Four Aces is one of those exercises that gives you a good idea of what you can do in terms of draw speed and reload speed. The procedure is to draw and fire two rounds into the A zone, then reload, then fire two more rounds. I would pay particular attention to your times at the 7 and 10 yard distances. You will see those distances often on classifier stages.
From really close range like this, you scarcely need to aim. The primary issue here is staying relaxed and then just “letting it happen.” If you rush at all, you are prone to fumble and it is game over at that point. I selected 2.2 seconds as a goal time for this distance. Make absolutely no mistake, that is a seriously challenging time to make and it will take many hours of dryfire training before you have prayer of manipulating your gun that fast.
I selected 2.3 seconds as a goal time for this distance. You are still essentially going to shoot without getting a “hard” sight focus. You don’t have any time to waste if you are going to make the goal time.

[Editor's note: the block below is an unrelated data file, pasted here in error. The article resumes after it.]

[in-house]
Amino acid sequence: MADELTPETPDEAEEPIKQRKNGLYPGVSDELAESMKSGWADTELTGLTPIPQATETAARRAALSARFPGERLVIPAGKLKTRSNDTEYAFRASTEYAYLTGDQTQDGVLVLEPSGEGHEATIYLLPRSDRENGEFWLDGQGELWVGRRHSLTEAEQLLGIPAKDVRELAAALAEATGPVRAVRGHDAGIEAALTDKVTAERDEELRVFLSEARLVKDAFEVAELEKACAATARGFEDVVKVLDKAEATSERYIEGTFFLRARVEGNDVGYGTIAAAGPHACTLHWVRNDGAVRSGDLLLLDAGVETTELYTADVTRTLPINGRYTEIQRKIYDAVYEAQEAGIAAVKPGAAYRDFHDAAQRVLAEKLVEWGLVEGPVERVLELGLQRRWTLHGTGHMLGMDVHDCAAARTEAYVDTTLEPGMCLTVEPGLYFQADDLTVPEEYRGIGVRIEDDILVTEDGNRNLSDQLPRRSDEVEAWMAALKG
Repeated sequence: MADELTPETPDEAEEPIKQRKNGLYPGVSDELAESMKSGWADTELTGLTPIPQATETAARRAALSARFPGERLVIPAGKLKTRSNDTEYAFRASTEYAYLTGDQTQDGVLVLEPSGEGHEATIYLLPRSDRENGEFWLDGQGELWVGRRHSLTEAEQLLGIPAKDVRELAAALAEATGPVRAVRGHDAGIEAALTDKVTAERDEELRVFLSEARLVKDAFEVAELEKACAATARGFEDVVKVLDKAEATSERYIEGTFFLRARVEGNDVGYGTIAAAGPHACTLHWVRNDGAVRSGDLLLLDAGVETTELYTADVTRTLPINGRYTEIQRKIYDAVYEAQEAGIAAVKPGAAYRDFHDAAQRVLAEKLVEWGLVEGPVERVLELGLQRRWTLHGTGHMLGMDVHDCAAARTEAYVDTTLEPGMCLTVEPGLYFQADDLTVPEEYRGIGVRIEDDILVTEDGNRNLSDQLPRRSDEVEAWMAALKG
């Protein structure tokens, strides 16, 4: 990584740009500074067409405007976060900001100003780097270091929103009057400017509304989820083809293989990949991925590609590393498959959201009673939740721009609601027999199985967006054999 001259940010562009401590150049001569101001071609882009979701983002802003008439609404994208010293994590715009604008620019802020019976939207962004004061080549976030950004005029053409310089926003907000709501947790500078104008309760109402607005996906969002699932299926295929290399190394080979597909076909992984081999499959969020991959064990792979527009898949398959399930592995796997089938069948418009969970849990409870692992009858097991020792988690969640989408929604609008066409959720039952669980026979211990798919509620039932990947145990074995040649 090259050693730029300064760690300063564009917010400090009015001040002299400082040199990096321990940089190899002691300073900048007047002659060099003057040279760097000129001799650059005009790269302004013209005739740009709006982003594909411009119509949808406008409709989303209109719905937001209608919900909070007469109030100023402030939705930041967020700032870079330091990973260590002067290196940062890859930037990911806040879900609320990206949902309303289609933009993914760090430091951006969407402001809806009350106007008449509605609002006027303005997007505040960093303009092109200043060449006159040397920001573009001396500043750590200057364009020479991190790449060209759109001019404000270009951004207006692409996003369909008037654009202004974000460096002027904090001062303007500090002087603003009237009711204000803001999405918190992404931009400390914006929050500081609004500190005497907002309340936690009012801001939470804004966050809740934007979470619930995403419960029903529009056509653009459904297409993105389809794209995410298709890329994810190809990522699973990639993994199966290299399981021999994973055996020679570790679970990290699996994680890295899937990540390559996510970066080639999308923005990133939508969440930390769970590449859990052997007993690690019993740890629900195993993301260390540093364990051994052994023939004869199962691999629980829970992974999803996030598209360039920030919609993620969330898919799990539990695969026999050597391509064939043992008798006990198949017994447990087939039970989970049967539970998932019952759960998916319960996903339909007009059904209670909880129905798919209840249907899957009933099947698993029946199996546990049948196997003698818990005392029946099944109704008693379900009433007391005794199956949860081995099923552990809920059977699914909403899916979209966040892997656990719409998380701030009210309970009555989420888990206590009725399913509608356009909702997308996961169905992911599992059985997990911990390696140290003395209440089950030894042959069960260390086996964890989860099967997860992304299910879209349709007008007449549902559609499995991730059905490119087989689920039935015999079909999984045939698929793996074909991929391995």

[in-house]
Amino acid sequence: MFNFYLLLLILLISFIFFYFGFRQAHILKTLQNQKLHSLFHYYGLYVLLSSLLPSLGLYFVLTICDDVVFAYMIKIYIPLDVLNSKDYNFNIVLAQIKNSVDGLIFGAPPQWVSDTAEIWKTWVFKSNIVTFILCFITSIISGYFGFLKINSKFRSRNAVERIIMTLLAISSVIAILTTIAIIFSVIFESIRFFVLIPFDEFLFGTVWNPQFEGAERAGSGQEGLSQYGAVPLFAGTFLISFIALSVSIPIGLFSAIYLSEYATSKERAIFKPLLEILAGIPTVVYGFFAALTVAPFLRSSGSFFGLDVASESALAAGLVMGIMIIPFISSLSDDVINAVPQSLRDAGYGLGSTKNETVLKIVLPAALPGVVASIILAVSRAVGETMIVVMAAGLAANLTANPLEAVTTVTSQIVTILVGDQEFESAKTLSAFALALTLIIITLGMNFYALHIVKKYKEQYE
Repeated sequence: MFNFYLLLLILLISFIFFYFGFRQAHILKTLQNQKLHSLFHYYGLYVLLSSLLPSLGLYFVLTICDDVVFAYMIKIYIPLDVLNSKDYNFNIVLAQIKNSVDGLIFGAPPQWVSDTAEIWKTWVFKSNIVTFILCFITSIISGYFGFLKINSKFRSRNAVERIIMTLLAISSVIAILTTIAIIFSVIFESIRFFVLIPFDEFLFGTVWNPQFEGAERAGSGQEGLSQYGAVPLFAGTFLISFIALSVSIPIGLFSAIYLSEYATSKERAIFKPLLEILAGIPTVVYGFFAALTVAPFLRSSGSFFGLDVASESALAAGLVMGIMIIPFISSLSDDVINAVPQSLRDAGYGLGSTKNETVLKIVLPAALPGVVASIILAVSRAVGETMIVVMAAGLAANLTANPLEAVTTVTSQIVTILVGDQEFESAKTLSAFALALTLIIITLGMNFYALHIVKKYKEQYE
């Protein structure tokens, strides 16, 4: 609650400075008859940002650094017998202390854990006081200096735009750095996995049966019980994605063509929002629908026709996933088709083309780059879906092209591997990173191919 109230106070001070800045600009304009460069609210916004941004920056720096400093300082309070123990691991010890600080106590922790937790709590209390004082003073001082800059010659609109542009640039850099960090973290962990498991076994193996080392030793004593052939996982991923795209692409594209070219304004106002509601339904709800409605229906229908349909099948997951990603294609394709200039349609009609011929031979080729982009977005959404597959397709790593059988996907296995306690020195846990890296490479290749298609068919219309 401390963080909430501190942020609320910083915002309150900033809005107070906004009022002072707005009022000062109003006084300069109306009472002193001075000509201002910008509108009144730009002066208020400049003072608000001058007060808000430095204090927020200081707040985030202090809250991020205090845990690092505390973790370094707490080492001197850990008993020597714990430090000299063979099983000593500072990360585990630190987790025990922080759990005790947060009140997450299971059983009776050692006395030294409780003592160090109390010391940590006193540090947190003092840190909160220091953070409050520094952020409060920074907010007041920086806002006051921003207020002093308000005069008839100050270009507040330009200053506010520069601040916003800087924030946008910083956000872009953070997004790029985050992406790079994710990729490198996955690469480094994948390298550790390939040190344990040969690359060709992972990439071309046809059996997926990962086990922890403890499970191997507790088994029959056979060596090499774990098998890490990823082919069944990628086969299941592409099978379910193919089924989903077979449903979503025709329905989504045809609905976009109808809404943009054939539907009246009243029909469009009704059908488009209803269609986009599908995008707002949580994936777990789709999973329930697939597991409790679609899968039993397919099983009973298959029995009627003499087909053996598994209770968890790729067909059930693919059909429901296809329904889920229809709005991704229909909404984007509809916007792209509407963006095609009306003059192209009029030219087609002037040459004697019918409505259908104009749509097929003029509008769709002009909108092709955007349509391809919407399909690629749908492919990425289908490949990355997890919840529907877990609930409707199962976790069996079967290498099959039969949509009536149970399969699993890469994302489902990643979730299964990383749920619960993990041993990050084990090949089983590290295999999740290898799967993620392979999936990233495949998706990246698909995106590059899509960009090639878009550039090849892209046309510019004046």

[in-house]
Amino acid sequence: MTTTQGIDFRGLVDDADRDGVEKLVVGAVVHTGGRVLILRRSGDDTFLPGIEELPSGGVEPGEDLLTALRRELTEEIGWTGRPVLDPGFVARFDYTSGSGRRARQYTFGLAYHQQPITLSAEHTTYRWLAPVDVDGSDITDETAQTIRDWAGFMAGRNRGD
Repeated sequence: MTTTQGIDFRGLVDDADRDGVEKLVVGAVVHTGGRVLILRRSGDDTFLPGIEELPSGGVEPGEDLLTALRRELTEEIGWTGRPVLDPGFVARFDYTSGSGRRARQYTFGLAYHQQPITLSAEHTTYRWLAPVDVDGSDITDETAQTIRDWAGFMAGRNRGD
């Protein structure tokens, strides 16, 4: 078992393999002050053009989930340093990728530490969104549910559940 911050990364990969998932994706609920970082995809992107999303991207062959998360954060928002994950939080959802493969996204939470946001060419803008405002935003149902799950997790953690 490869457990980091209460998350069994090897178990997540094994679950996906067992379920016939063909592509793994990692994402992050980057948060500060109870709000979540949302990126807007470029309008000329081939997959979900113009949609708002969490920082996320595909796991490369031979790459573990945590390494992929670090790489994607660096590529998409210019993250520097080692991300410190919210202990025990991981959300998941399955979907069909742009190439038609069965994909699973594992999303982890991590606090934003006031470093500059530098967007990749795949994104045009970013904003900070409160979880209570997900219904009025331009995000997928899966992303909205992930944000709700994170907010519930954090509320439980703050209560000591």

At the standard distance of seven yards, I have selected a 2.5 second goal time. This allows for a 1 second draw, a 1.1 second reload, and two .2 second splits. If you find yourself unable to make that 2.5 second goal time, carefully go through the data from the timer and find the “low hanging fruit”.
Now, I feel like I should point out that some people can go much faster than the 2.5 second goal time. It is possible to get a draw time into the .60s and a reload time into the .70s (I have heard some reported times even faster than that). The sky is absolutely the limit on this drill.
In order to be competitive in the sport, you don’t need some insane reload time like a .75, but you do need to be able to reload the gun in about 1 second flat on a fairly consistent basis in practice. If you can’t do it, you are going to have a problem.
The key to this drill is dryfire training, this is just a “check” for you to make sure you are headed in the right direction.